Joe Wilson, Serena Williams, and Kanye West -- from the trifecta of politics, sports, and entertainment -- have all suffered lately for their public outbursts, then attempted to soothe over the ire they kicked up by apologizing for what they'd done. These expressions of regret ran the gamut from genuine to lukewarm.
"I'm just ashamed that [I] caused someone else's hurt," West told Jay Leno. "I don't try to justify it because I was just in the wrong."
Williams' contrition sounded like apologia. "I'm a very prideful person and I'm a very intense person and a very emotional person," she said, her sister Venus standing beside her.
Wilson's apology, however genuinely scripted, still seemed, well, scripted. "While I disagree with the President's statement, my comments were inappropriate and regrettable. I extend sincere apologies to the President for this lack of civility."
Meanwhile, on Thursday night's "Late Show," David Letterman unwound the story of his having been extorted for being sexually involved with a number of the women on the staff of his show. Using few notes, Letterman the monologist came nowhere near apologizing for his part, instead parceling hamfisted jokes to a clap-happy audience that didn't quite know what to do with the news he had to give them. Surreal task finished, he closed the subject.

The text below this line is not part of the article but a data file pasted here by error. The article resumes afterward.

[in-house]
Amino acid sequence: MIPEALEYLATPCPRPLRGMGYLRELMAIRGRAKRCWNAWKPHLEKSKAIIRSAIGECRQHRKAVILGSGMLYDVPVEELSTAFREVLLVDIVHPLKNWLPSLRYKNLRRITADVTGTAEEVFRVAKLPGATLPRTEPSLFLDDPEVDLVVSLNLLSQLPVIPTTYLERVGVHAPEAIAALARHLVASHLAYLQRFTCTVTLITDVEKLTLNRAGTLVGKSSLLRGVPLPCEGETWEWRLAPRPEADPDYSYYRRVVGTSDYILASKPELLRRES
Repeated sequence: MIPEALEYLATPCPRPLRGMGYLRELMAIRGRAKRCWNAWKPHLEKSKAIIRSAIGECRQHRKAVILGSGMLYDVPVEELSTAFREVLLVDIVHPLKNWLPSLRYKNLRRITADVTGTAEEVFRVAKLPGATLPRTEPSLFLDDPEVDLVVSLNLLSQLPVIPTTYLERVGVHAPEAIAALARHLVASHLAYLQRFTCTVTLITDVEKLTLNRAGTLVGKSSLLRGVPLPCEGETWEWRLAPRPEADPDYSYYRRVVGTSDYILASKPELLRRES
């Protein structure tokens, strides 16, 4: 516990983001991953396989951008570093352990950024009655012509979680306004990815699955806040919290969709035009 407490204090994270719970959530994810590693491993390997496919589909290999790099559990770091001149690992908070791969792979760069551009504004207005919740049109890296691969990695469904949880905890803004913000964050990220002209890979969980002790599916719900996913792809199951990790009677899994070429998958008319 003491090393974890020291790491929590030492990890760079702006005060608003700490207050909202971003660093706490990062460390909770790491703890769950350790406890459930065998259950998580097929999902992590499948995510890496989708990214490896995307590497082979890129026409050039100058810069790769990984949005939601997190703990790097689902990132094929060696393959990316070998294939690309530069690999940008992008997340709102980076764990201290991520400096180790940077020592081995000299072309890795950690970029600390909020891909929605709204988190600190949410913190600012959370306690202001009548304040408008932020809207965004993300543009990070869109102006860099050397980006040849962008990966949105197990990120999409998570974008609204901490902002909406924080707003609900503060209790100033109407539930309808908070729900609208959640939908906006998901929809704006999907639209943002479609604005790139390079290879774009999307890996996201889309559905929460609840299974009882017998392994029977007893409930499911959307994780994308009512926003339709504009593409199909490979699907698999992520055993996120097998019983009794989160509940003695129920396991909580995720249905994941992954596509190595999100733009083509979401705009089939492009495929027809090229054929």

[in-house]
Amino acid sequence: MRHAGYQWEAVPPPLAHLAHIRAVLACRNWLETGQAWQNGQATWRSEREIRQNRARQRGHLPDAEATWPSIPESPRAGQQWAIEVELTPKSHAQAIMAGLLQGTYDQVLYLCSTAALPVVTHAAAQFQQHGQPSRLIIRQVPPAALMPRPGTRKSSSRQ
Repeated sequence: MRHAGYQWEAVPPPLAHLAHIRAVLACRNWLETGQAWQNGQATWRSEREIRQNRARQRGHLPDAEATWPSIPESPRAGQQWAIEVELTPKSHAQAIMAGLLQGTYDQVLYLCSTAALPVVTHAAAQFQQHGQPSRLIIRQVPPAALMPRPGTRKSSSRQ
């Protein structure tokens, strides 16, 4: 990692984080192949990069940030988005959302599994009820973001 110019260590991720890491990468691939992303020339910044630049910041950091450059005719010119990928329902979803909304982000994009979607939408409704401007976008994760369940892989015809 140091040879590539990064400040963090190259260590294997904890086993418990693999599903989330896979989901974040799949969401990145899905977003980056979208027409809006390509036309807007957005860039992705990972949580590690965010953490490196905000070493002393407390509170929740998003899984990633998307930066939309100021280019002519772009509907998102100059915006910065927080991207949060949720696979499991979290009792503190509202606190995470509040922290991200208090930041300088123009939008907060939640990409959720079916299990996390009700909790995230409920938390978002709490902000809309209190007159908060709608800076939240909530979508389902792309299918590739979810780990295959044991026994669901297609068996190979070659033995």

In the rite of "The Reconciliation of a Penitent" in the Book of Common Prayer, clergy are instructed to look for the confession of all "serious sins troubling the conscience" and "evidence of due contrition." But they only look for these things after someone has come to them seeking reconciliation and restoration. I'm not sure about you, but my office is not overrun with penitents.
What do you think? To what extent, if any, has the now-ubiquitous televised apology wrung the power out of real personal contrition? If a known person can do it half-heartedly according to a known format and then not have to pay the price, why can't I do the same thing? Or, worse, if a celebrity won't, why should I have to?